9. That decision refers to the assessment year 1998-99 where the assessee filed return of income of Rs.661.15 crore and claimed deduction in the sum of Rs.11.41 crore under section 80-I, Rs. 21=8.62 crore under section 80-IA and Rs.20.20 crore under section 80-HH. The Assessing Officer assessed the income under section 43(3) at Rs.814.66 crore and restricted the deduction claimed to the sum or figure quoted in paragraph 3 of the order. The Commissioner noticed on verification of the records that the expenditure having a bearing on the profits of the units had not been considered for allocation. The Commissioner found that in the exercise carried out by the Assessing Officer there was indeed an error and the order of the Assessing Officer, therefore, is erroneous insofar as it is prejudicial to the interest of the Revenue. The rival contentions have been noted and in dealing with them, the Division Bench found that the Tribunal has interfered with a finding by proceeding on the basis that during the course of assessment, the Assessing Officer made a specific query. This query was with reference to the deduction under the three sections, that assessee gave reply for each and every item qua this deduction which was enquired into by the Assessing Officer. That was replied one by one. It is only thereafter that the Assessing Officer accepted the claim of the assessee. According to the Division Bench, there was patent fallacy in the approach of the Tribunal inasmuch as the Assessing Officer sought explanation on why certain expenditure should not be allocated and the reply of the assessee contained virtually no material or details to establish that there was no direct nexus between the expenditure incurred under the heads in question and the business of the undertakings with reference to which the deduction was claimed. If there was a general explanation given that the expenditure, namely, capital on scientific research had not been incurred at the undertakings and is not directly linked to the operations of the undertakings but the facts to the knowledge of the assessee were not revealed, then, that was no explanation at all. Once that was no explanation, much less acceptable, then, the Assessing Officer should not have proceeded on the lines indicated by the Commissioner as that was a complete error. That resulted in his order being erroneous and prejudicial to the interest of the Revenue. It is in dealing with that situation so also the contention raised by the assessee of having supplied the relevant details and giving a point to point reply that the observations relied upon by paragraph 17 by Mr. Tejveer Singh have been made. That must be seen in the backdrop of the facts. In such circumstances, when the order in that case was found to be erroneous insofar as it is prejudicial to the interest of the Revenue that the Commissioner rightly stepped in.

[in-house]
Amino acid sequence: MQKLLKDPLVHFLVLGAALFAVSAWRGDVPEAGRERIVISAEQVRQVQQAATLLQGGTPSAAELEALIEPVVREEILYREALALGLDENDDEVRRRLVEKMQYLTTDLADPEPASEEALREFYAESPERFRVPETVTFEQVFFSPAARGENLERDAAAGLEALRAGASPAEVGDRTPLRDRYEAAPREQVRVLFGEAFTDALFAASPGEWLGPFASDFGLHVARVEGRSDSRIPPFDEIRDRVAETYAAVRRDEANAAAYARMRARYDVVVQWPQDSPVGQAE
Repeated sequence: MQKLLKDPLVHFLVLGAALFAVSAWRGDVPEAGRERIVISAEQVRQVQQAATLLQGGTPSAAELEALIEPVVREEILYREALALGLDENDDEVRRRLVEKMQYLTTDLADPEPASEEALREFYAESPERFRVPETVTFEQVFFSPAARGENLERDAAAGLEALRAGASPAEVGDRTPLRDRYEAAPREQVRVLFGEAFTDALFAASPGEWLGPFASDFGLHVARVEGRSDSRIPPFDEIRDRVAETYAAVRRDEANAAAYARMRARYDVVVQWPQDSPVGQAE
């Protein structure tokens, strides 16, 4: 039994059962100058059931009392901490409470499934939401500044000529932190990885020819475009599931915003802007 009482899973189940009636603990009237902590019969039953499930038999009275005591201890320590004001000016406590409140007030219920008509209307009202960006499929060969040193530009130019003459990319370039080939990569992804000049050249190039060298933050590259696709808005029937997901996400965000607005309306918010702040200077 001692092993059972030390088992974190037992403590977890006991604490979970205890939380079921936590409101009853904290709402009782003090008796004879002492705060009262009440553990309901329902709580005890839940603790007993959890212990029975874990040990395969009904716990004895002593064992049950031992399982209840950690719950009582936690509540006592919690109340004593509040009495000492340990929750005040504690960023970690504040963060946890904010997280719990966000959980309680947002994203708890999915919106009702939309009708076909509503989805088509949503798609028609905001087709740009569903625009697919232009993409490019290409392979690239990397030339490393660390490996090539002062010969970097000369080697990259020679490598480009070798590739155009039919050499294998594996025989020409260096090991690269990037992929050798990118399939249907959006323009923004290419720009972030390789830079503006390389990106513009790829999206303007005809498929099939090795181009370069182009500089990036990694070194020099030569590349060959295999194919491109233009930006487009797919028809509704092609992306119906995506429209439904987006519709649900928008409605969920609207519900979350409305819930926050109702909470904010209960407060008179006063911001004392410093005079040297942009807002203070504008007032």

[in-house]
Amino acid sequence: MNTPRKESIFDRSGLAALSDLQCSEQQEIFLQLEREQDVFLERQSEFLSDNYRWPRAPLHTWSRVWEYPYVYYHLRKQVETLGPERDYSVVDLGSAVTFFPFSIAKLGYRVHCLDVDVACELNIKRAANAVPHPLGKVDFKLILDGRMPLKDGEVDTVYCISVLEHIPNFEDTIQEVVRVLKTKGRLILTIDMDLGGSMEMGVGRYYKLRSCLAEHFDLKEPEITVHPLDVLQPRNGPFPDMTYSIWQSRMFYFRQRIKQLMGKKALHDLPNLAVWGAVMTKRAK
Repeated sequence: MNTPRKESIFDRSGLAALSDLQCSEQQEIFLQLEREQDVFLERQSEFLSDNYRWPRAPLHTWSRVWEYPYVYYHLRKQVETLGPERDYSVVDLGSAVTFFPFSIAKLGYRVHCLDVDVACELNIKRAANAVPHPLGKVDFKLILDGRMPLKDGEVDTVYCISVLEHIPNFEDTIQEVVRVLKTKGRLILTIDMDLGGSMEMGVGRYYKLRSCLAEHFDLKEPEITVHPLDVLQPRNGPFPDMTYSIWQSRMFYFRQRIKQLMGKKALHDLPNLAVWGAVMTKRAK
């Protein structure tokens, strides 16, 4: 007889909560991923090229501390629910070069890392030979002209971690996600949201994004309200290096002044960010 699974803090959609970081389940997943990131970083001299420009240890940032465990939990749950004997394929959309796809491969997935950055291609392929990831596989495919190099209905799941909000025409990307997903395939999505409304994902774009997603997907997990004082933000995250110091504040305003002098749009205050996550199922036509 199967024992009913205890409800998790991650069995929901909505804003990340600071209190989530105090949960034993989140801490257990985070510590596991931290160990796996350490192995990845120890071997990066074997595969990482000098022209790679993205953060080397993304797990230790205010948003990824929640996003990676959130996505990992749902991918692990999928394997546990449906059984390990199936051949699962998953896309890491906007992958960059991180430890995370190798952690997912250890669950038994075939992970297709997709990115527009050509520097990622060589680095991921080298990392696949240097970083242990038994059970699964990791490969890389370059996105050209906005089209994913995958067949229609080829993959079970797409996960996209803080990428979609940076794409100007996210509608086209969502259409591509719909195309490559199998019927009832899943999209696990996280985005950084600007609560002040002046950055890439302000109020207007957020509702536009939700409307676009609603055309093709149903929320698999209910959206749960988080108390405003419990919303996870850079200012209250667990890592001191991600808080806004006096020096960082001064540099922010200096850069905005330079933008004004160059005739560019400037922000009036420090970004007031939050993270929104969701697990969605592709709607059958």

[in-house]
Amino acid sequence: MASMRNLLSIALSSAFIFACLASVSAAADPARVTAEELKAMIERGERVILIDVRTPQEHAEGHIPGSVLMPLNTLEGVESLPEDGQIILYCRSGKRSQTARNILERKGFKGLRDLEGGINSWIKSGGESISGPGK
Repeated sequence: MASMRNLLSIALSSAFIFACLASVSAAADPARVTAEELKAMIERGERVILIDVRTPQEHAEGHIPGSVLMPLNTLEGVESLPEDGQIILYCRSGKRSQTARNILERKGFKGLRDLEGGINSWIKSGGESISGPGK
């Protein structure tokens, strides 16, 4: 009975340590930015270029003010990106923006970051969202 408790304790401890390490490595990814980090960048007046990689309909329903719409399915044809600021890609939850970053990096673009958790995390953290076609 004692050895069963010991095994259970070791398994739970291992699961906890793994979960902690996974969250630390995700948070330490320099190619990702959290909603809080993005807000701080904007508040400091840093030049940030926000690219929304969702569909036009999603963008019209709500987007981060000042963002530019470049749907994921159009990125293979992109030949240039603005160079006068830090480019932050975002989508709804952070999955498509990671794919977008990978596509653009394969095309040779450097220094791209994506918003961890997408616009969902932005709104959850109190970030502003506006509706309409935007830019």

10. In the case before us, the concession of the assessee’s authorized representative apart, what the Tribunal found and on all the three items highlighted by Mr. Tejveer Singh is that there were materials before the Assessing Officer. The Assessing Officer made enquiries about the above referred aspects and which have been noted by the Commissioner. The assessee made submissions by placing all relevant documents before the Assessing Officer. Thus the case does not fall within the parameters laid down in the decision of the Hon’ble Supreme Court and other High Courts. The mere fact that the Assessing Officer did not make any reference to these three issues in the assessment order cannot make the order erroneous when the issues were indeed looked into. The entire details were filed and the order itself indicates that it can be inferred that the Assessing Officer not only made enquiries, but satisfied himself with the assessee’s replies furnished from time to time in support of its stand. When the Tribunal concludes in this manner and finally in paragraph 16 holds that the Assessing Officer took a perfectly correct or a possible view, then, the order passed by him cannot be termed as erroneous insofar as it is prejudicial to the interest of the Revenue. The Commissioner of Income Tax was not, therefore, justified in invoking section 263 of the Act.

11. We are of the view that the Tribunal’s order and conclusions are essentially on facts. They cannot be termed as perverse and after it adverted to the rival contentions and all the materials on record. The Tribunal’s order cannot thus be held to be vitiated by an error of law apparent on the face of record so as to call for interference in our further appellate jurisdiction. The appeal, therefore, does not raise any substantial questions of law, but the attempt of the Revenue is to have a reappreciation and reappraisal of the same factual material. That is impermissible. The appeal is, therefore, devoid of merits and is dismissed. No order as to costs.

[Citation : 396 ITR 217]

Malcare WordPress Security